August 7, 2009
Officials from the administration of Argentine president Cristina Fernandez de Kirchner have announced a set of measures toward the liberalization of meat and grains exports -following demands made by farming organizations- in a move to resolve the ongoing conflict with farming leaders.
During a televised conference at Government House, Production Minister Deborah Giorgi informed that the volume of meat cuts that the government forces producers to sell in the local market will be cut from 65 to 35 percent of total production, regardless of the quality of the products, increasing 100 percent the exportable volume.
The changes in export regulations will pave the way for producers to export the most expensive cuts, as local prices are significantly below the international terms of trade.
Giorgi meanwhile confirmed that President Cristina Fernández de Kirchner will sign an agreement with the main cereal exporters in which the companies would commit themselves to supplying the domestic demand in return for free access to international grain markets.
The measures to free grain and meat exports came as a result of extended negotiations between farming leaders and officials of the Kirchner administration. The government announced last week it would free the registers to exporters of corn and wheat, which needed the authorization of the ONCCA trade watchdog.
Cereal companies had repeatedly complained about delays in the operations and denounced that the ONCCA was used as a tool to press farming lobbies. The measure aims at providing dynamism to grain exports, speed up operations and improve the stability of the market, Giorgi said at the press conference.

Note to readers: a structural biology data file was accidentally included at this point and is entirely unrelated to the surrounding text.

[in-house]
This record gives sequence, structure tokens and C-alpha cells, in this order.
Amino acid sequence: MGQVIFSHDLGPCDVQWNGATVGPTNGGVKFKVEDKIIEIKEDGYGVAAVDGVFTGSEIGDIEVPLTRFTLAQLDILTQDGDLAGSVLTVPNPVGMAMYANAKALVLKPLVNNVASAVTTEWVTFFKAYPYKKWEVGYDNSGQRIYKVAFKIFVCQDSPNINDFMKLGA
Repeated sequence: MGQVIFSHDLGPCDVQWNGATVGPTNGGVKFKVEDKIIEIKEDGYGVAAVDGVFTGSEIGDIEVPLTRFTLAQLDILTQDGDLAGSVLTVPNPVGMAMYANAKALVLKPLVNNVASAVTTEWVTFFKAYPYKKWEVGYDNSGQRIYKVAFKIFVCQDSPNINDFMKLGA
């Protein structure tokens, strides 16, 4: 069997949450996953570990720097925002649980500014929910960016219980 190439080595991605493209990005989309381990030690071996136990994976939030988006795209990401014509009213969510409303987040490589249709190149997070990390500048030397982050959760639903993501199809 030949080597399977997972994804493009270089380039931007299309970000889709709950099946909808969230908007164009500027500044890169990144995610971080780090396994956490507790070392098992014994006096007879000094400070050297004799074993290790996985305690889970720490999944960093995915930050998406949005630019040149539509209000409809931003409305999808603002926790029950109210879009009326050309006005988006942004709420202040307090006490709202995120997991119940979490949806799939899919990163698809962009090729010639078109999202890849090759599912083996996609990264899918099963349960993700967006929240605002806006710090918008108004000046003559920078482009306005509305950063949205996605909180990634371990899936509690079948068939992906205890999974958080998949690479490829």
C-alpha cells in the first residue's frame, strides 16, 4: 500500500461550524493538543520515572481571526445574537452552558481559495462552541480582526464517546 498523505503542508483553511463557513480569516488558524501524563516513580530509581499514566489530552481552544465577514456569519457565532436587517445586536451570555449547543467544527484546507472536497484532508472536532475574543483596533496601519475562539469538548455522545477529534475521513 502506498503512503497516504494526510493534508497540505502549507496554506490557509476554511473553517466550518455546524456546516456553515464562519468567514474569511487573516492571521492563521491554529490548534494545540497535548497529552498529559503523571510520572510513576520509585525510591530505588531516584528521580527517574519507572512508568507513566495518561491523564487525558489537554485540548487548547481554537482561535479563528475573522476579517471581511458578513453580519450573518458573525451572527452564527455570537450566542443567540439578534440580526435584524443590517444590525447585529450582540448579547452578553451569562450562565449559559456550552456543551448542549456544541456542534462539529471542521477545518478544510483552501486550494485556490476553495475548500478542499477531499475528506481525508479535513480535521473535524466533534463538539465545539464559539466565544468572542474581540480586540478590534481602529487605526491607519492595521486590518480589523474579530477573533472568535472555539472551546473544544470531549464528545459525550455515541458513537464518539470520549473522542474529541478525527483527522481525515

The Kirchner couple administrations export taxes on grains, oilseeds, beef and dairy produce have seriously hindered Argentina’s agricultural production. Once considered the bread basket of the world, Argentina could be forced to import wheat, milk and beef in the near future because of erred farm policies which discourage these activities.
The wrong policies, the dispute with the Kirchners and one of the worst droughts in the last half century have cut the overall grains and oilseed crops of Argentina almost 40%.
The export taxes, originally windfall taxes when soaring prices of commodities, which represent a significant percentage of Treasury revenue are also crucial for the Argentine government’s complicated system of crossed subsidies.
However since the Kirchners in July 2008 lost in the Senate a “positive No” vote on the tax issue, and in June 2009 were defeated at mid term elections, they have lost control of both houses of Congress and have been forced to change of strategy and virtually negotiate all issues.